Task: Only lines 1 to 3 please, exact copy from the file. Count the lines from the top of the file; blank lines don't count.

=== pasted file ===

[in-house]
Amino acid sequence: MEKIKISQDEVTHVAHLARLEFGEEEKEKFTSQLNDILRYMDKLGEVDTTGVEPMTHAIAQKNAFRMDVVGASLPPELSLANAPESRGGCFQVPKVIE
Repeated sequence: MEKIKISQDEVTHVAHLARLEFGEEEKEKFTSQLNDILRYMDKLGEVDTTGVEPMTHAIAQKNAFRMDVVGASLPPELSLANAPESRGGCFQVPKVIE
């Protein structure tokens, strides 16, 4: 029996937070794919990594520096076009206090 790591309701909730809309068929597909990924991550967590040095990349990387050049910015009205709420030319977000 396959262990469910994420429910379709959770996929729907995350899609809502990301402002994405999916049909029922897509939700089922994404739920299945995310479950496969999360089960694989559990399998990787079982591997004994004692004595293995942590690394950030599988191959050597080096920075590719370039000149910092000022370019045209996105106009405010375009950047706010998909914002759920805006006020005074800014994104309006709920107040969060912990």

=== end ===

[in-house]
Amino acid sequence: MEKIKISQDEVTHVAHLARLEFGEEEKEKFTSQLNDILRYMDKLGEVDTTGVEPMTHAIAQKNAFRMDVVGASLPPELSLANAPESRGGCFQVPKVIE
Repeated sequence: MEKIKISQDEVTHVAHLARLEFGEEEKEKFTSQLNDILRYMDKLGEVDTTGVEPMTHAIAQKNAFRMDVVGASLPPELSLANAPESRGGCFQVPKVIE